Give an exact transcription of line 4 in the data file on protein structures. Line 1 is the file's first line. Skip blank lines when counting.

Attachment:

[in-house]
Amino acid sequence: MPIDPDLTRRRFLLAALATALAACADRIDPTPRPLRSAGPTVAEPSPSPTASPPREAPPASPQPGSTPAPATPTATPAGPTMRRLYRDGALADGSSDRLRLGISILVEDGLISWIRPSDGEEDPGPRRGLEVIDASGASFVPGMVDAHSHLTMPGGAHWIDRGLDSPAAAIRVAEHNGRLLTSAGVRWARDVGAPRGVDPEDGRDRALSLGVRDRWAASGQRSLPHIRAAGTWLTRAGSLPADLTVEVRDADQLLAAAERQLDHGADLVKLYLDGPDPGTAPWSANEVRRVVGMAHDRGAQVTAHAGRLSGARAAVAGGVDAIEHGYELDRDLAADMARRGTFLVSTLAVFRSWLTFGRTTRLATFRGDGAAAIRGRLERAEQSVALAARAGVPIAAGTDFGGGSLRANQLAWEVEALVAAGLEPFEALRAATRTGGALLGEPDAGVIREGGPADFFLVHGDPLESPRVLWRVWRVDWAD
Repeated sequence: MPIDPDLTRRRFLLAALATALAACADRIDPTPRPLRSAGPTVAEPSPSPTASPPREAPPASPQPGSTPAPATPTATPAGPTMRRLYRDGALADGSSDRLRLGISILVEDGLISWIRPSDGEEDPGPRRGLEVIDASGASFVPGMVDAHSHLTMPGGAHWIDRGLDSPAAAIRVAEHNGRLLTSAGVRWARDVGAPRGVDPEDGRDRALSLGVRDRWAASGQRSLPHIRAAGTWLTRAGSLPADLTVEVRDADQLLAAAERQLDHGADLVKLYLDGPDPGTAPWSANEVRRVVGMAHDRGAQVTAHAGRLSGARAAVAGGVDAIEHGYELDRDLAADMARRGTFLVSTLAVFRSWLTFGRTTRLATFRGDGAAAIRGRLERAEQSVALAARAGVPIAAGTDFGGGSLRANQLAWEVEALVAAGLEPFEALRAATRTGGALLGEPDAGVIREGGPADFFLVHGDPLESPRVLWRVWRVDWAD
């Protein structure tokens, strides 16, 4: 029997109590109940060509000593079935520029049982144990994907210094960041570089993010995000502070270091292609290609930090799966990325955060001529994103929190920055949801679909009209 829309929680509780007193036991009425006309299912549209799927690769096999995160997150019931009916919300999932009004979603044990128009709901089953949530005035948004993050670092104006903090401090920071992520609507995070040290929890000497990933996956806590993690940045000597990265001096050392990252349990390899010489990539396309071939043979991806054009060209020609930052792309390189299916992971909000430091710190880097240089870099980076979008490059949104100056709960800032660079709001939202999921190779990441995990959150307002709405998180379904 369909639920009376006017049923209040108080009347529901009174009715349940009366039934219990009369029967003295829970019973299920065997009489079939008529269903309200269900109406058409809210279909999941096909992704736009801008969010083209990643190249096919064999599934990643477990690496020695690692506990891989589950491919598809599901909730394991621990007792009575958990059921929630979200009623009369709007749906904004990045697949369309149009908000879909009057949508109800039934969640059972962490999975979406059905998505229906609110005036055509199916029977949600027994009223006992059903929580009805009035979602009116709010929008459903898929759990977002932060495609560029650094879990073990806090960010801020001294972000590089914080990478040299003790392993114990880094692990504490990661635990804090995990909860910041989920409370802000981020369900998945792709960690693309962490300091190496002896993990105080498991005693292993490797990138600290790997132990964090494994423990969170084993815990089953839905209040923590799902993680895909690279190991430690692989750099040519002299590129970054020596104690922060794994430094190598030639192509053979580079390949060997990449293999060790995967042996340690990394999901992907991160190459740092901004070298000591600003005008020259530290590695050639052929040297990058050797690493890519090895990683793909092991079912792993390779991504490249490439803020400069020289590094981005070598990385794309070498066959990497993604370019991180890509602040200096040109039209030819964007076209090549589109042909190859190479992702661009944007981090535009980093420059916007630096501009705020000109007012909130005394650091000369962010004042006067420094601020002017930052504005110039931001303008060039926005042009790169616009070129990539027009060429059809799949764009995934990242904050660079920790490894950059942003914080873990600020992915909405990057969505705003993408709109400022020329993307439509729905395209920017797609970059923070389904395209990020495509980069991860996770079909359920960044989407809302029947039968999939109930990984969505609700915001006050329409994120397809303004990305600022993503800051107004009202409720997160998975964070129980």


């Protein structure tokens, strides 16, 4: 029997109590109940060509000593079935520029049982144990994907210094960041570089993010995000502070270091292609290609930090799966990325955060001529994103929190920055949801679909009209 829309929680509780007193036991009425006309299912549209799927690769096999995160997150019931009916919300999932009004979603044990128009709901089953949530005035948004993050670092104006903090401090920071992520609507995070040290929890000497990933996956806590993690940045000597990265001096050392990252349990390899010489990539396309071939043979991806054009060209020609930052792309390189299916992971909000430091710190880097240089870099980076979008490059949104100056709960800032660079709001939202999921190779990441995990959150307002709405998180379904 369909639920009376006017049923209040108080009347529901009174009715349940009366039934219990009369029967003295829970019973299920065997009489079939008529269903309200269900109406058409809210279909999941096909992704736009801008969010083209990643190249096919064999599934990643477990690496020695690692506990891989589950491919598809599901909730394991621990007792009575958990059921929630979200009623009369709007749906904004990045697949369309149009908000879909009057949508109800039934969640059972962490999975979406059905998505229906609110005036055509199916029977949600027994009223006992059903929580009805009035979602009116709010929008459903898929759990977002932060495609560029650094879990073990806090960010801020001294972000590089914080990478040299003790392993114990880094692990504490990661635990804090995990909860910041989920409370802000981020369900998945792709960690693309962490300091190496002896993990105080498991005693292993490797990138600290790997132990964090494994423990969170084993815990089953839905209040923590799902993680895909690279190991430690692989750099040519002299590129970054020596104690922060794994430094190598030639192509053979580079390949060997990449293999060790995967042996340690990394999901992907991160190459740092901004070298000591600003005008020259530290590695050639052929040297990058050797690493890519090895990683793909092991079912792993390779991504490249490439803020400069020289590094981005070598990385794309070498066959990497993604370019991180890509602040200096040109039209030819964007076209090549589109042909190859190479992702661009944007981090535009980093420059916007630096501009705020000109007012909130005394650091000369962010004042006067420094601020002017930052504005110039931001303008060039926005042009790169616009070129990539027009060429059809799949764009995934990242904050660079920790490894950059942003914080873990600020992915909405990057969505705003993408709109400022020329993307439509729905395209920017797609970059923070389904395209990020495509980069991860996770079909359920960044989407809302029947039968999939109930990984969505609700915001006050329409994120397809303004990305600022993503800051107004009202409720997160998975964070129980």